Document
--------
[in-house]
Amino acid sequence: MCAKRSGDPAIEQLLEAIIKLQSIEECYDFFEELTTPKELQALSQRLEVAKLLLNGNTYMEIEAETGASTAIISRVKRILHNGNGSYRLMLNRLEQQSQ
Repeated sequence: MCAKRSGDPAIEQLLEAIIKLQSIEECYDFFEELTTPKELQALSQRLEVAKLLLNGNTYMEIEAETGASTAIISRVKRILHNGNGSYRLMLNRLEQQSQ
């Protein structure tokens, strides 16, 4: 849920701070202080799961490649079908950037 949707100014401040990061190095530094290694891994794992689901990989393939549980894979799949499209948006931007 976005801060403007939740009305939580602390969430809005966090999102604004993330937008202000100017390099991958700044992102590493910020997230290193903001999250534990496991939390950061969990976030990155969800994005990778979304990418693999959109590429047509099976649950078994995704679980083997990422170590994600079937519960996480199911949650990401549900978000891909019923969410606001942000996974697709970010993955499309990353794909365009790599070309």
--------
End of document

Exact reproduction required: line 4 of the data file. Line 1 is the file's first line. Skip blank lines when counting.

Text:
């Protein structure tokens, strides 16, 4: 849920701070202080799961490649079908950037 949707100014401040990061190095530094290694891994794992689901990989393939549980894979799949499209948006931007 976005801060403007939740009305939580602390969430809005966090999102604004993330937008202000100017390099991958700044992102590493910020997230290193903001999250534990496991939390950061969990976030990155969800994005990778979304990418693999959109590429047509099976649950078994995704679980083997990422170590994600079937519960996480199911949650990401549900978000891909019923969410606001942000996974697709970010993955499309990353794909365009790599070309």